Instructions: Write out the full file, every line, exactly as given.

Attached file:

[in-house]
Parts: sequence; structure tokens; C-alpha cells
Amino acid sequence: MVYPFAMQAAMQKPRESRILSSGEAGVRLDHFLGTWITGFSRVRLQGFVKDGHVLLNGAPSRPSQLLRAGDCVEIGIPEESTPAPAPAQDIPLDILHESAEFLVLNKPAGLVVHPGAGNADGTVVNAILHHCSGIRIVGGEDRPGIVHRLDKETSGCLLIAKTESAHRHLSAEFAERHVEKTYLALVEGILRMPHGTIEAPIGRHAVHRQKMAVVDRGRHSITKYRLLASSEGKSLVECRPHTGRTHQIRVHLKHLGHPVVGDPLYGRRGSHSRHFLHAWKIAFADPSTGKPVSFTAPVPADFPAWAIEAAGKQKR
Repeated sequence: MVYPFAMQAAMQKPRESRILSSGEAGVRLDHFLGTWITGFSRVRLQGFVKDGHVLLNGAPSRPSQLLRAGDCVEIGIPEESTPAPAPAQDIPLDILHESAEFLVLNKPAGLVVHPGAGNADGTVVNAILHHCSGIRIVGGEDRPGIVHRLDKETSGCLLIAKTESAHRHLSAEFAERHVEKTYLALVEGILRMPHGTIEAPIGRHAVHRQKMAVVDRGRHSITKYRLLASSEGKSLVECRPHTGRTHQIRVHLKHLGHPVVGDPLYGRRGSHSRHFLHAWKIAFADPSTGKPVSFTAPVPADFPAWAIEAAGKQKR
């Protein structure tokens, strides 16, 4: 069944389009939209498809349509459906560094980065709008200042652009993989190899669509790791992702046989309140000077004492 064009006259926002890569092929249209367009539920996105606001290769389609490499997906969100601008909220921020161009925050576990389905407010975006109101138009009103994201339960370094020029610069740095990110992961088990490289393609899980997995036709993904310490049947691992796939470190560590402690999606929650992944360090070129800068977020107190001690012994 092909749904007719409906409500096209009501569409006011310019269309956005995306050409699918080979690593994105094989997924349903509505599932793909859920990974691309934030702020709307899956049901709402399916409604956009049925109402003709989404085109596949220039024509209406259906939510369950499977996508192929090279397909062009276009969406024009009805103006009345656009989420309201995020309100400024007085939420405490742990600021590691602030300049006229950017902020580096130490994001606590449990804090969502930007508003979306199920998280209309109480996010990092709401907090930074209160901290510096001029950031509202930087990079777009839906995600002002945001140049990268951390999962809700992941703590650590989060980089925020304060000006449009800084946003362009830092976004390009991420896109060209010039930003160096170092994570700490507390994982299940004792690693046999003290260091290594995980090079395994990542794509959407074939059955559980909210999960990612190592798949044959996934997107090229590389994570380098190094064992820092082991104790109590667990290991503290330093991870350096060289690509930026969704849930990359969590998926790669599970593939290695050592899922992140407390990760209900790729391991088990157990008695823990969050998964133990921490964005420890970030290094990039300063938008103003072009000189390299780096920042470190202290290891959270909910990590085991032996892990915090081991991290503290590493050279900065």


[in-house]
Parts: sequence; structure tokens; C-alpha cells
Amino acid sequence: MVYPFAMQAAMQKPRESRILSSGEAGVRLDHFLGTWITGFSRVRLQGFVKDGHVLLNGAPSRPSQLLRAGDCVEIGIPEESTPAPAPAQDIPLDILHESAEFLVLNKPAGLVVHPGAGNADGTVVNAILHHCSGIRIVGGEDRPGIVHRLDKETSGCLLIAKTESAHRHLSAEFAERHVEKTYLALVEGILRMPHGTIEAPIGRHAVHRQKMAVVDRGRHSITKYRLLASSEGKSLVECRPHTGRTHQIRVHLKHLGHPVVGDPLYGRRGSHSRHFLHAWKIAFADPSTGKPVSFTAPVPADFPAWAIEAAGKQKR
Repeated sequence: MVYPFAMQAAMQKPRESRILSSGEAGVRLDHFLGTWITGFSRVRLQGFVKDGHVLLNGAPSRPSQLLRAGDCVEIGIPEESTPAPAPAQDIPLDILHESAEFLVLNKPAGLVVHPGAGNADGTVVNAILHHCSGIRIVGGEDRPGIVHRLDKETSGCLLIAKTESAHRHLSAEFAERHVEKTYLALVEGILRMPHGTIEAPIGRHAVHRQKMAVVDRGRHSITKYRLLASSEGKSLVECRPHTGRTHQIRVHLKHLGHPVVGDPLYGRRGSHSRHFLHAWKIAFADPSTGKPVSFTAPVPADFPAWAIEAAGKQKR
């Protein structure tokens, strides 16, 4: 069944389009939209498809349509459906560094980065709008200042652009993989190899669509790791992702046989309140000077004492 064009006259926002890569092929249209367009539920996105606001290769389609490499997906969100601008909220921020161009925050576990389905407010975006109101138009009103994201339960370094020029610069740095990110992961088990490289393609899980997995036709993904310490049947691992796939470190560590402690999606929650992944360090070129800068977020107190001690012994 092909749904007719409906409500096209009501569409006011310019269309956005995306050409699918080979690593994105094989997924349903509505599932793909859920990974691309934030702020709307899956049901709402399916409604956009049925109402003709989404085109596949220039024509209406259906939510369950499977996508192929090279397909062009276009969406024009009805103006009345656009989420309201995020309100400024007085939420405490742990600021590691602030300049006229950017902020580096130490994001606590449990804090969502930007508003979306199920998280209309109480996010990092709401907090930074209160901290510096001029950031509202930087990079777009839906995600002002945001140049990268951390999962809700992941703590650590989060980089925020304060000006449009800084946003362009830092976004390009991420896109060209010039930003160096170092994570700490507390994982299940004792690693046999003290260091290594995980090079395994990542794509959407074939059955559980909210999960990612190592798949044959996934997107090229590389994570380098190094064992820092082991104790109590667990290991503290330093991870350096060289690509930026969704849930990359969590998926790669599970593939290695050592899922992140407390990760209900790729391991088990157990008695823990969050998964133990921490964005420890970030290094990039300063938008103003072009000189390299780096920042470190202290290891959270909910990590085991032996892990915090081991991290503290590493050279900065």